The monsoon is almost upon us. Since Tuesday, heavy rains have been lashing Karnataka, with both Bengaluru and Mangaluru experiencing flooding. Similar scenes are playing out across the rest of India as well. Mumbai experiences heavy rainfall and inevitable flooding each year, and everyone remembers what happened to Chennai in 2015.
While the rains transform the landscape and bring down the temperatures, they also wreak havoc, causing transport disruptions, amongst other things. Well, for those of you who have their own vehicles, this season is when you should keep a sharp eye on them because moisture and machines aren’t friends. Follow these steps, to make sure your vehicle remains safe this monsoon.
There are so many reasons to take extra care of your 4-wheeler during the monsoons. Driving during the rains is already an unsafe activity, thanks to potholes, poor visibility, slippery roads and waterlogging, so keeping your car parts in check during this season and ensuring that your vehicle is in a top-notch condition is necessary.
Here is what you should monitor:
This one is a no-brainer. Make sure your tyres have enough tread on them, or else you run the risk of aquaplaning while driving in the rain. Check inflation and tyre pressure, as the tyres tend to lose pressure during the rainy season. This will ensure safe driving during monsoons, and prolonged tyre life for your car.
The rubber lining of wiper blades tends to wear off quickly. Make sure your wipers are functioning properly, at all speeds. All cars have a wiper washer bottle, which you can add a small quantity of mild detergent to keep your windshield clean.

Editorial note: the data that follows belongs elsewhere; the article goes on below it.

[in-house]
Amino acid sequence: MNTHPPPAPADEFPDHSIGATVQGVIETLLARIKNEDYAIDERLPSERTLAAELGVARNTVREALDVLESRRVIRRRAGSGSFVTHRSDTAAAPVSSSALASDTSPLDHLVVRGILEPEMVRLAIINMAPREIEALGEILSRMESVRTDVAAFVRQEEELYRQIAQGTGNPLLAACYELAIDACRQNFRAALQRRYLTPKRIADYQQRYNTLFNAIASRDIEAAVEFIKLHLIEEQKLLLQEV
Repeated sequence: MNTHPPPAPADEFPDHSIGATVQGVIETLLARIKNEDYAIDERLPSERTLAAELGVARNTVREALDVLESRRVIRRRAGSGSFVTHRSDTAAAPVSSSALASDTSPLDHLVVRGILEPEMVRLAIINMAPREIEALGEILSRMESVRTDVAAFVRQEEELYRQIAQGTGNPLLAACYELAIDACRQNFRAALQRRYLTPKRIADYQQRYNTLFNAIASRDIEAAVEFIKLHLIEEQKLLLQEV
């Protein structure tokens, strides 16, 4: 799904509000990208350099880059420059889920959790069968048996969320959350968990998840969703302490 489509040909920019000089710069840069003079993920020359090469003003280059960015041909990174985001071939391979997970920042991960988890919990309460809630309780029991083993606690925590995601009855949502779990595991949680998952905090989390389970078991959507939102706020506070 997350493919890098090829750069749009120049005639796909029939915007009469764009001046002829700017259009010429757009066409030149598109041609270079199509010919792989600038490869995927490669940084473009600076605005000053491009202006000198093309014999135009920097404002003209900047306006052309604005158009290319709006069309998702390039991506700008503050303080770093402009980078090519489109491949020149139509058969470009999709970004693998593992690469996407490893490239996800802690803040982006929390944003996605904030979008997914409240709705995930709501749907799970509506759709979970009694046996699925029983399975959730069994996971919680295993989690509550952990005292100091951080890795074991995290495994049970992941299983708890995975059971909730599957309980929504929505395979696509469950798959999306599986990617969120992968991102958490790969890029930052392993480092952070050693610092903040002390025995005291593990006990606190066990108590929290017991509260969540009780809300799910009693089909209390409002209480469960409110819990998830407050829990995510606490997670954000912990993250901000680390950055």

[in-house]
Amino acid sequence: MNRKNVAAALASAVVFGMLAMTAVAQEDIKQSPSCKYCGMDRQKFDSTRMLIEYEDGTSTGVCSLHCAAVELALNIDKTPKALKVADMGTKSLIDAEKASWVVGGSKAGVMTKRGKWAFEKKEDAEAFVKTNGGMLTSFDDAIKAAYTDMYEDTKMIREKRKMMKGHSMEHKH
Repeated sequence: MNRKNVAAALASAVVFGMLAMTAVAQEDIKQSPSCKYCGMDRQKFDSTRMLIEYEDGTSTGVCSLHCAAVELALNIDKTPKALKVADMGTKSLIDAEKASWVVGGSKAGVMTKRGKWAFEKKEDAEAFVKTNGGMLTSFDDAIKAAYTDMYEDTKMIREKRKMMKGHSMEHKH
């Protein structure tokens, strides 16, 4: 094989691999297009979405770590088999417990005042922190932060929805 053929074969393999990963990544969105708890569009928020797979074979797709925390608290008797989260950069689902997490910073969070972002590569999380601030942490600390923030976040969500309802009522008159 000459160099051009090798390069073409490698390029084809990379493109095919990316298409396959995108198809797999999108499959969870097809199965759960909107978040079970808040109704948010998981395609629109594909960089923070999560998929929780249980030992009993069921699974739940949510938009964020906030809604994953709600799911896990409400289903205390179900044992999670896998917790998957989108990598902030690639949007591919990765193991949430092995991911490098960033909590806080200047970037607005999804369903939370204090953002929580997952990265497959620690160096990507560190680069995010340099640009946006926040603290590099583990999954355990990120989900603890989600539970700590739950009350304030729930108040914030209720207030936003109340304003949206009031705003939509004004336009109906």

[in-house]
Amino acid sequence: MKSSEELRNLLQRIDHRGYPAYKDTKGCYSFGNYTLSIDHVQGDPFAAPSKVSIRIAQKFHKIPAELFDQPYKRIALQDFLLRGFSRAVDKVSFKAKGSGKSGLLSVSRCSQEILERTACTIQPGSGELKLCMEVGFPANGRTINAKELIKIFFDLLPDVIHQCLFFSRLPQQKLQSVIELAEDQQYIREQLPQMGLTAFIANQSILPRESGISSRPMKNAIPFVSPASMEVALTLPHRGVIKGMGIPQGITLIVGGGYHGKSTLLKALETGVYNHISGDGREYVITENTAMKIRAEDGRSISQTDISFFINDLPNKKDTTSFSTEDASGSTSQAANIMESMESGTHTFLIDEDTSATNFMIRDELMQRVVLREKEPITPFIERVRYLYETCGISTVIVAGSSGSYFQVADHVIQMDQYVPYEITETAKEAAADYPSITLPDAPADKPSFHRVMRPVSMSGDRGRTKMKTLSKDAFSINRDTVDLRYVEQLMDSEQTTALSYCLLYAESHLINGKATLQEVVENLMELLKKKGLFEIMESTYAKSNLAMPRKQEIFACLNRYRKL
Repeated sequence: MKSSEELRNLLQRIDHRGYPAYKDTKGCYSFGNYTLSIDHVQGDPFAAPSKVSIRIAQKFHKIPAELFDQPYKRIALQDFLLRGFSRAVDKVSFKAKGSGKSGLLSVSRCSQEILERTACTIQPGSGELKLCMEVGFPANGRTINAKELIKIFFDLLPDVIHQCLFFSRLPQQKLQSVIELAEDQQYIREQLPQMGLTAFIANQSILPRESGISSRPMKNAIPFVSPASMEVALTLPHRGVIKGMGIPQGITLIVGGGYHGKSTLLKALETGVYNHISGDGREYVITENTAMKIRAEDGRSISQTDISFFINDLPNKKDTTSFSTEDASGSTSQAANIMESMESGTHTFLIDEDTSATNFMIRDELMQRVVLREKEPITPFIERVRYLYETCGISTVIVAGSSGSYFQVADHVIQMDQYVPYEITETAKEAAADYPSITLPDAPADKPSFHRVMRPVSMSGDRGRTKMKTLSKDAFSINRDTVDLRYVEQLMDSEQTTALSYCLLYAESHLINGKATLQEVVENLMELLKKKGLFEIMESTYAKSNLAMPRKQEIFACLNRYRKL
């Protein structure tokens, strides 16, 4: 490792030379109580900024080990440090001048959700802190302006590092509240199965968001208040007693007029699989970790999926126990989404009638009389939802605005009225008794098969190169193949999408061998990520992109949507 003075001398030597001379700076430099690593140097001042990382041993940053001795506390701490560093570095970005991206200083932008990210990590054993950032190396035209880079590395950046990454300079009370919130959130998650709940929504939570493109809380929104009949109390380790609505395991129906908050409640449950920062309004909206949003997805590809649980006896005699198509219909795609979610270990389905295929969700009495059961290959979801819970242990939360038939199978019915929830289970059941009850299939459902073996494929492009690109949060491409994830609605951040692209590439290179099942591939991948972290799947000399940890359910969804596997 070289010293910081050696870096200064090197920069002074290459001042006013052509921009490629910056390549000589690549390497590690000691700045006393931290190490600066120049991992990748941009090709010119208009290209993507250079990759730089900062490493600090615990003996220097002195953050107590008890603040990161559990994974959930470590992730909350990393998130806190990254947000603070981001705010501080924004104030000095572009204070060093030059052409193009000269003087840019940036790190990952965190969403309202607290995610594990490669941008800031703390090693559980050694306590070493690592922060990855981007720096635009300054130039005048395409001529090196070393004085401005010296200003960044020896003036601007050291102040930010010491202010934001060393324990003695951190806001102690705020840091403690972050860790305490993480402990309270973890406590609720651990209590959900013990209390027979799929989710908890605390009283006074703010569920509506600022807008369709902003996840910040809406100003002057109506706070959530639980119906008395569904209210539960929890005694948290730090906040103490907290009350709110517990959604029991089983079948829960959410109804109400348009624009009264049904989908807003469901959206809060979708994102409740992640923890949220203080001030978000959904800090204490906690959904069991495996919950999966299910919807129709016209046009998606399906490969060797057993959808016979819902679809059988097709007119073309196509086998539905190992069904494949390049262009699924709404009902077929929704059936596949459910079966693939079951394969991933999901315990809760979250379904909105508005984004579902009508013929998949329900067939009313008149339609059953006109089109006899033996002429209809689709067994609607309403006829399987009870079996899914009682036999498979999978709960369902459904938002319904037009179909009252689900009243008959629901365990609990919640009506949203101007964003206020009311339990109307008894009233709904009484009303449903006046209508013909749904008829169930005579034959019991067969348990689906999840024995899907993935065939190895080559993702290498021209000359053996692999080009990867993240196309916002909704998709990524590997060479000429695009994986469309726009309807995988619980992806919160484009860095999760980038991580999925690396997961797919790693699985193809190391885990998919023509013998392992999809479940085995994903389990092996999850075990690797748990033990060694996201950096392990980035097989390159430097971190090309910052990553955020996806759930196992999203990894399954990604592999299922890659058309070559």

These are the most crucial parts of a car. Clean the brake pads, and replace them if need be. Get brake fluid levels checked, and brake lines monitored for proper lubrication, so they don’t snap, due to the friction. Ensure that you have adequate stopping power, without skidding. If your vehicle has ABS, check the system to ensure it works.
4) Car Body
Rainwater adversely affects the car’s paint. Use a wax polish to ensure a thin, protective layer on your car’s paint. The wax will help the water roll off easily—like it does off a duck’s back! Grease your door hinges, and check the rubber lining on them, and the windows. Use an anti-corrosion spray, on areas that have exposed metal.
If you see any loose, or malfunctioning electrical connections, patch them up. Make sure exposed wires, if any, are insulated. Fuses are important–check if they are fine and always carry extra ones. Also, for headlights, wipe them with some toothpaste, and clean them with water, to make them shinier. Apply a little petroleum jelly on the terminals, to keep moisture away.
If water gets into the car cabin area, it damages the carpets and flooring. Use fabric mats, instead of rubber mats, and vacuum the car regularly, so that there is no foul odour, from wet seats. Also, keep windows open to prevent fungus from forming.
Additionally, while driving in the rain, keep the following tips in mind:
1. Use your AC, and point the vents towards the windshield, if it gets foggy during heavy rains.
2. Drive slow, as stopping distance increases, and remember, brakes are slightly less effective during rains.
3. If you are driving through stagnant water, make sure to keep revving slightly, so water doesn’t enter the exhaust system.
And most importantly, do not use a car cover during monsoons. Moisture gets trapped within, which causes rust. Keep your car in a well-ventilated place, and always pat it dry after a spin!